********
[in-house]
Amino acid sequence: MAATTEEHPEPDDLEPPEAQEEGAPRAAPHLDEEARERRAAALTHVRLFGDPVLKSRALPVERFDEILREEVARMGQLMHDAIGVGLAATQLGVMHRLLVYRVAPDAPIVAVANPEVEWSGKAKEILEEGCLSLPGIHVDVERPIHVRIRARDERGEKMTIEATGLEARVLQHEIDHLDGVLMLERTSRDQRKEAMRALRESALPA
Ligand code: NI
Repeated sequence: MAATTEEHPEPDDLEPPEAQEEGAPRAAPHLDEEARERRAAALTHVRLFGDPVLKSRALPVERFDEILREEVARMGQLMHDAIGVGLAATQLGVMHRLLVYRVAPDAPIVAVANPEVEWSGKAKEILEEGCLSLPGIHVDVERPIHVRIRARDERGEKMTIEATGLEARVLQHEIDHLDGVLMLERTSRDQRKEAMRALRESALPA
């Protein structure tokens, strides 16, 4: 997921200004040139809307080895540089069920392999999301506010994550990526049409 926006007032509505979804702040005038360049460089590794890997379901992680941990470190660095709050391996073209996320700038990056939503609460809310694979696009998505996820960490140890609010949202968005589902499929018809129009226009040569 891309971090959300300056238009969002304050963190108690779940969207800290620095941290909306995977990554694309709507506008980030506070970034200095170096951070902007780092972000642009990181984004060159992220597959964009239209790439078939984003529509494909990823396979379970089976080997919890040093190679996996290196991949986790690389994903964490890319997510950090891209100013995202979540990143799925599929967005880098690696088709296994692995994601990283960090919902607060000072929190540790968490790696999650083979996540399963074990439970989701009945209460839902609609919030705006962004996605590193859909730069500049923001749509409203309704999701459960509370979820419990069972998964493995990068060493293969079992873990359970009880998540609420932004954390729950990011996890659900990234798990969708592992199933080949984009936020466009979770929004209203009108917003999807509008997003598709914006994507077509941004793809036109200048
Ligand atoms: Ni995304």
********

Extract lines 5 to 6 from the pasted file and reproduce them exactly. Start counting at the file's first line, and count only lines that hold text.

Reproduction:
């Protein structure tokens, strides 16, 4: 997921200004040139809307080895540089069920392999999301506010994550990526049409 926006007032509505979804702040005038360049460089590794890997379901992680941990470190660095709050391996073209996320700038990056939503609460809310694979696009998505996820960490140890609010949202968005589902499929018809129009226009040569 891309971090959300300056238009969002304050963190108690779940969207800290620095941290909306995977990554694309709507506008980030506070970034200095170096951070902007780092972000642009990181984004060159992220597959964009239209790439078939984003529509494909990823396979379970089976080997919890040093190679996996290196991949986790690389994903964490890319997510950090891209100013995202979540990143799925599929967005880098690696088709296994692995994601990283960090919902607060000072929190540790968490790696999650083979996540399963074990439970989701009945209460839902609609919030705006962004996605590193859909730069500049923001749509409203309704999701459960509370979820419990069972998964493995990068060493293969079992873990359970009880998540609420932004954390729950990011996890659900990234798990969708592992199933080949984009936020466009979770929004209203009108917003999807509008997003598709914006994507077509941004793809036109200048
Ligand atoms: Ni995304």